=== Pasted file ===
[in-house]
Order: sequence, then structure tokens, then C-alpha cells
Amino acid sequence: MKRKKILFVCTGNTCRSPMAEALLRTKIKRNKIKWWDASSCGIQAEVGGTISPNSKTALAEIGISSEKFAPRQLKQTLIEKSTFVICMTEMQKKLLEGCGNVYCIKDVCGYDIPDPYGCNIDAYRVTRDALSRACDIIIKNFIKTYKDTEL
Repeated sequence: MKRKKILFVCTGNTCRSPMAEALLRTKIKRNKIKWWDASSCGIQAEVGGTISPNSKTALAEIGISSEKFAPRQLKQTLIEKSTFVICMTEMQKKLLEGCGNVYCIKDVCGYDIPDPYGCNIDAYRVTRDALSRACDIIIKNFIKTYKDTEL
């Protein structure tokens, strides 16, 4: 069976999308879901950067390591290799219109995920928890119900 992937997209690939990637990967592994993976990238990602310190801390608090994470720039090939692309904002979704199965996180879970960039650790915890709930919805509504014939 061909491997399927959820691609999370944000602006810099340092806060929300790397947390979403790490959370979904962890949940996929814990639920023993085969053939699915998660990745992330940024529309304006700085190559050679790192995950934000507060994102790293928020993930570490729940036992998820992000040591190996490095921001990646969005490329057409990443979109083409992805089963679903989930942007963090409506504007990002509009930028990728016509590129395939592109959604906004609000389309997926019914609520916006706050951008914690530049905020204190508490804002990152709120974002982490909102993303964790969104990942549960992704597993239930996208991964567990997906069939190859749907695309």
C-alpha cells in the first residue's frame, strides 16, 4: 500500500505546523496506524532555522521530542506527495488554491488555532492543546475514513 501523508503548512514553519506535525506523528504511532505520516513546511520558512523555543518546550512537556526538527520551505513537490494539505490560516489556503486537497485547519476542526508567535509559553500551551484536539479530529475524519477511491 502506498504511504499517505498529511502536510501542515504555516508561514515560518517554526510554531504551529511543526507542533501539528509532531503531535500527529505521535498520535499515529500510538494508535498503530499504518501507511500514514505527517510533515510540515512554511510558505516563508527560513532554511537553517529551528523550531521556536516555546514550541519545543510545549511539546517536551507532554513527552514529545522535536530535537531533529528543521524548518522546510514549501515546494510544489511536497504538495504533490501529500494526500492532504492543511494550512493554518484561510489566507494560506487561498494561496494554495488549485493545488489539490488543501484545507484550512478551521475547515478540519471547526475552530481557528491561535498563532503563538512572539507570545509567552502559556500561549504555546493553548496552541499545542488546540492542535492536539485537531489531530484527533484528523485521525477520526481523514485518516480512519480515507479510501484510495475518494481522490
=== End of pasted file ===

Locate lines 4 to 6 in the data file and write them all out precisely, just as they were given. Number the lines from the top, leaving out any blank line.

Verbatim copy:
Repeated sequence: MKRKKILFVCTGNTCRSPMAEALLRTKIKRNKIKWWDASSCGIQAEVGGTISPNSKTALAEIGISSEKFAPRQLKQTLIEKSTFVICMTEMQKKLLEGCGNVYCIKDVCGYDIPDPYGCNIDAYRVTRDALSRACDIIIKNFIKTYKDTEL
């Protein structure tokens, strides 16, 4: 069976999308879901950067390591290799219109995920928890119900 992937997209690939990637990967592994993976990238990602310190801390608090994470720039090939692309904002979704199965996180879970960039650790915890709930919805509504014939 061909491997399927959820691609999370944000602006810099340092806060929300790397947390979403790490959370979904962890949940996929814990639920023993085969053939699915998660990745992330940024529309304006700085190559050679790192995950934000507060994102790293928020993930570490729940036992998820992000040591190996490095921001990646969005490329057409990443979109083409992805089963679903989930942007963090409506504007990002509009930028990728016509590129395939592109959604906004609000389309997926019914609520916006706050951008914690530049905020204190508490804002990152709120974002982490909102993303964790969104990942549960992704597993239930996208991964567990997906069939190859749907695309």
C-alpha cells in the first residue's frame, strides 16, 4: 500500500505546523496506524532555522521530542506527495488554491488555532492543546475514513 501523508503548512514553519506535525506523528504511532505520516513546511520558512523555543518546550512537556526538527520551505513537490494539505490560516489556503486537497485547519476542526508567535509559553500551551484536539479530529475524519477511491 502506498504511504499517505498529511502536510501542515504555516508561514515560518517554526510554531504551529511543526507542533501539528509532531503531535500527529505521535498520535499515529500510538494508535498503530499504518501507511500514514505527517510533515510540515512554511510558505516563508527560513532554511537553517529551528523550531521556536516555546514550541519545543510545549511539546517536551507532554513527552514529545522535536530535537531533529528543521524548518522546510514549501515546494510544489511536497504538495504533490501529500494526500492532504492543511494550512493554518484561510489566507494560506487561498494561496494554495488549485493545488489539490488543501484545507484550512478551521475547515478540519471547526475552530481557528491561535498563532503563538512572539507570545509567552502559556500561549504555546493553548496552541499545542488546540492542535492536539485537531489531530484527533484528523485521525477520526481523514485518516480512519480515507479510501484510495475518494481522490